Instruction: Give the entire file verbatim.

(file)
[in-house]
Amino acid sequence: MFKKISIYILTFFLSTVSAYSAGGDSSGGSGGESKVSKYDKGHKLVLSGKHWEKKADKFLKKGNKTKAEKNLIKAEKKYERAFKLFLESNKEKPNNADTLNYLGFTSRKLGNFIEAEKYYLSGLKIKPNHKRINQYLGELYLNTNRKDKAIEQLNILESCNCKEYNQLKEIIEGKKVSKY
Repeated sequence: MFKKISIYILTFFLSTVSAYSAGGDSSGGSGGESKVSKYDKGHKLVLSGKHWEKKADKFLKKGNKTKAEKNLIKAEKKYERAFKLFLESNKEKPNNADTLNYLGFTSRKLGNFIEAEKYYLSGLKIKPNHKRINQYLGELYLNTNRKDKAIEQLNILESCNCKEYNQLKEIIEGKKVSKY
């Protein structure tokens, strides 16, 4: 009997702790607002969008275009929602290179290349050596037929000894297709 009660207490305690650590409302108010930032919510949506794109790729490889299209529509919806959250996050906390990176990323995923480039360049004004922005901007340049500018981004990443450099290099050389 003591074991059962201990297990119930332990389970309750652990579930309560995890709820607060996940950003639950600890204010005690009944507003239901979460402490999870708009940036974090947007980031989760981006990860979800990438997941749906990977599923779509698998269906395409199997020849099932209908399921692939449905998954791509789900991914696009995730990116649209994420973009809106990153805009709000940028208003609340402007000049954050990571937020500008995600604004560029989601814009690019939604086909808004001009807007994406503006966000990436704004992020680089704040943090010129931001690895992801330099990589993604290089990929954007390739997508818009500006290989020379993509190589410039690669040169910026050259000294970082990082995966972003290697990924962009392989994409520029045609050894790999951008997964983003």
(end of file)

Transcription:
[in-house]
Amino acid sequence: MFKKISIYILTFFLSTVSAYSAGGDSSGGSGGESKVSKYDKGHKLVLSGKHWEKKADKFLKKGNKTKAEKNLIKAEKKYERAFKLFLESNKEKPNNADTLNYLGFTSRKLGNFIEAEKYYLSGLKIKPNHKRINQYLGELYLNTNRKDKAIEQLNILESCNCKEYNQLKEIIEGKKVSKY
Repeated sequence: MFKKISIYILTFFLSTVSAYSAGGDSSGGSGGESKVSKYDKGHKLVLSGKHWEKKADKFLKKGNKTKAEKNLIKAEKKYERAFKLFLESNKEKPNNADTLNYLGFTSRKLGNFIEAEKYYLSGLKIKPNHKRINQYLGELYLNTNRKDKAIEQLNILESCNCKEYNQLKEIIEGKKVSKY
């Protein structure tokens, strides 16, 4: 009997702790607002969008275009929602290179290349050596037929000894297709 009660207490305690650590409302108010930032919510949506794109790729490889299209529509919806959250996050906390990176990323995923480039360049004004922005901007340049500018981004990443450099290099050389 003591074991059962201990297990119930332990389970309750652990579930309560995890709820607060996940950003639950600890204010005690009944507003239901979460402490999870708009940036974090947007980031989760981006990860979800990438997941749906990977599923779509698998269906395409199997020849099932209908399921692939449905998954791509789900991914696009995730990116649209994420973009809106990153805009709000940028208003609340402007000049954050990571937020500008995600604004560029989601814009690019939604086909808004001009807007994406503006966000990436704004992020680089704040943090010129931001690895992801330099990589993604290089990929954007390739997508818009500006290989020379993509190589410039690669040169910026050259000294970082990082995966972003290697990924962009392989994409520029045609050894790999951008997964983003």